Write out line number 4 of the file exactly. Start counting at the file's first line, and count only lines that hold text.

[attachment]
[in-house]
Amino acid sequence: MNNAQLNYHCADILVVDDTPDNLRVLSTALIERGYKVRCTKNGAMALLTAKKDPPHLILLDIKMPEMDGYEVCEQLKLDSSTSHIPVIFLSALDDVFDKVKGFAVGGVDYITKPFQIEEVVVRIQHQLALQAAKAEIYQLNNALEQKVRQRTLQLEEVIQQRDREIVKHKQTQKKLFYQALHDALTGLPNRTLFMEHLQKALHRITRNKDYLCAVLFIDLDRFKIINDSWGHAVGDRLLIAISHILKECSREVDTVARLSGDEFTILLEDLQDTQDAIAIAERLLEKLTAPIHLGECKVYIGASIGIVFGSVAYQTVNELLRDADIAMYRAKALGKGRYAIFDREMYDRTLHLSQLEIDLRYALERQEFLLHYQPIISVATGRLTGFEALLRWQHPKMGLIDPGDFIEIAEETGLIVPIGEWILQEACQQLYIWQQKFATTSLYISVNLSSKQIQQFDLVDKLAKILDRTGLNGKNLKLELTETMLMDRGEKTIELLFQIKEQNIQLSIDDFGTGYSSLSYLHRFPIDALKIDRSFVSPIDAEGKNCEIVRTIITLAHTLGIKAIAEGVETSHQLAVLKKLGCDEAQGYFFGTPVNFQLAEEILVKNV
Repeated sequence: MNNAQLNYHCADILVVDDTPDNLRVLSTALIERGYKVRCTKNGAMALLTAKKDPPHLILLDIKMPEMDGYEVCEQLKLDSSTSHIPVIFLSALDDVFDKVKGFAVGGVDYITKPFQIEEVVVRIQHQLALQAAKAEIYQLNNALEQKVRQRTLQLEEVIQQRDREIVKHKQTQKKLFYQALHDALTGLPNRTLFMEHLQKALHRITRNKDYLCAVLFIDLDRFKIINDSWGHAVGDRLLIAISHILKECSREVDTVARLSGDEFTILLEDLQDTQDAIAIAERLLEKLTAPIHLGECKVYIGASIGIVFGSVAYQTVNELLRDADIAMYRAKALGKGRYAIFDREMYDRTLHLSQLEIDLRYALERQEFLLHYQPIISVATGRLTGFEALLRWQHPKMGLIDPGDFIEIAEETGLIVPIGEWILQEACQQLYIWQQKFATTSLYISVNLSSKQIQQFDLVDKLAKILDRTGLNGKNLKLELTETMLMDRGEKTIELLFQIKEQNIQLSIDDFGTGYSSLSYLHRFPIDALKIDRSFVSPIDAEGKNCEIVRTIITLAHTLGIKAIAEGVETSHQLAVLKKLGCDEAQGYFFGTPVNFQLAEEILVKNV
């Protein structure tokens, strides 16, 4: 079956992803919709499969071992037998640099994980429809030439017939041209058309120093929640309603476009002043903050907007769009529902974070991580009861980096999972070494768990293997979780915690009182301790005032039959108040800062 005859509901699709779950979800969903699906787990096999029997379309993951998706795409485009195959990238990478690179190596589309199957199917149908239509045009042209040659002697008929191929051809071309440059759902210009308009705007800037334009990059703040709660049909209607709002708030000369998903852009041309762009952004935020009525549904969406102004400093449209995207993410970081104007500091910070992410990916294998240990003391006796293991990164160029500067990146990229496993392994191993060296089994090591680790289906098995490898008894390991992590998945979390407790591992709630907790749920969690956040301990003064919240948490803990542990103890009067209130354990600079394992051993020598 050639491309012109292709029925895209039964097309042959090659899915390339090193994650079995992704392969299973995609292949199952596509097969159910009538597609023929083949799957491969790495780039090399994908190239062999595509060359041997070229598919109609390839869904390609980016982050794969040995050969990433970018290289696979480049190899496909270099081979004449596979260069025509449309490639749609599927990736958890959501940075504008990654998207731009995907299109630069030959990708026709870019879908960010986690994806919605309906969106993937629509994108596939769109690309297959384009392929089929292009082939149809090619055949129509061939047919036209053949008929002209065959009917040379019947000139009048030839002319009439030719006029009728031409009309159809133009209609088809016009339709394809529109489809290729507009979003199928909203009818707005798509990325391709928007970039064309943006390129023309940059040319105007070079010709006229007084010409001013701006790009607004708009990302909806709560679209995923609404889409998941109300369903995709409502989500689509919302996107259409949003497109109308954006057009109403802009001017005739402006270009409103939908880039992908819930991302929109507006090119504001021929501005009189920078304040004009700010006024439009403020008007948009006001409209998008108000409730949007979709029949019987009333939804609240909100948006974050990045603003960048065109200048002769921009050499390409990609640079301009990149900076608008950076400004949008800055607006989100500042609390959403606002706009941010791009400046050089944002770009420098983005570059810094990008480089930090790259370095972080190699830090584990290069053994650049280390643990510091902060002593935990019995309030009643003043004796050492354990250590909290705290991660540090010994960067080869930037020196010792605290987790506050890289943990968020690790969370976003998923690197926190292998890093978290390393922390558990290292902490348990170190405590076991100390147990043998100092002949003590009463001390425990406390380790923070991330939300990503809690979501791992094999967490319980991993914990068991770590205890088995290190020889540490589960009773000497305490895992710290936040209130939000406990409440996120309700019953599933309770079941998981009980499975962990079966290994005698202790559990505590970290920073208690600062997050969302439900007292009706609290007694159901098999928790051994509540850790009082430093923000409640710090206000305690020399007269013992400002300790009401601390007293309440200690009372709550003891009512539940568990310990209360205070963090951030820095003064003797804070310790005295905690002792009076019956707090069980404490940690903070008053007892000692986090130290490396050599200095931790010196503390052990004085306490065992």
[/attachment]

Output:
């Protein structure tokens, strides 16, 4: 079956992803919709499969071992037998640099994980429809030439017939041209058309120093929640309603476009002043903050907007769009529902974070991580009861980096999972070494768990293997979780915690009182301790005032039959108040800062 005859509901699709779950979800969903699906787990096999029997379309993951998706795409485009195959990238990478690179190596589309199957199917149908239509045009042209040659002697008929191929051809071309440059759902210009308009705007800037334009990059703040709660049909209607709002708030000369998903852009041309762009952004935020009525549904969406102004400093449209995207993410970081104007500091910070992410990916294998240990003391006796293991990164160029500067990146990229496993392994191993060296089994090591680790289906098995490898008894390991992590998945979390407790591992709630907790749920969690956040301990003064919240948490803990542990103890009067209130354990600079394992051993020598 050639491309012109292709029925895209039964097309042959090659899915390339090193994650079995992704392969299973995609292949199952596509097969159910009538597609023929083949799957491969790495780039090399994908190239062999595509060359041997070229598919109609390839869904390609980016982050794969040995050969990433970018290289696979480049190899496909270099081979004449596979260069025509449309490639749609599927990736958890959501940075504008990654998207731009995907299109630069030959990708026709870019879908960010986690994806919605309906969106993937629509994108596939769109690309297959384009392929089929292009082939149809090619055949129509061939047919036209053949008929002209065959009917040379019947000139009048030839002319009439030719006029009728031409009309159809133009209609088809016009339709394809529109489809290729507009979003199928909203009818707005798509990325391709928007970039064309943006390129023309940059040319105007070079010709006229007084010409001013701006790009607004708009990302909806709560679209995923609404889409998941109300369903995709409502989500689509919302996107259409949003497109109308954006057009109403802009001017005739402006270009409103939908880039992908819930991302929109507006090119504001021929501005009189920078304040004009700010006024439009403020008007948009006001409209998008108000409730949007979709029949019987009333939804609240909100948006974050990045603003960048065109200048002769921009050499390409990609640079301009990149900076608008950076400004949008800055607006989100500042609390959403606002706009941010791009400046050089944002770009420098983005570059810094990008480089930090790259370095972080190699830090584990290069053994650049280390643990510091902060002593935990019995309030009643003043004796050492354990250590909290705290991660540090010994960067080869930037020196010792605290987790506050890289943990968020690790969370976003998923690197926190292998890093978290390393922390558990290292902490348990170190405590076991100390147990043998100092002949003590009463001390425990406390380790923070991330939300990503809690979501791992094999967490319980991993914990068991770590205890088995290190020889540490589960009773000497305490895992710290936040209130939000406990409440996120309700019953599933309770079941998981009980499975962990079966290994005698202790559990505590970290920073208690600062997050969302439900007292009706609290007694159901098999928790051994509540850790009082430093923000409640710090206000305690020399007269013992400002300790009401601390007293309440200690009372709550003891009512539940568990310990209360205070963090951030820095003064003797804070310790005295905690002792009076019956707090069980404490940690903070008053007892000692986090130290490396050599200095931790010196503390052990004085306490065992």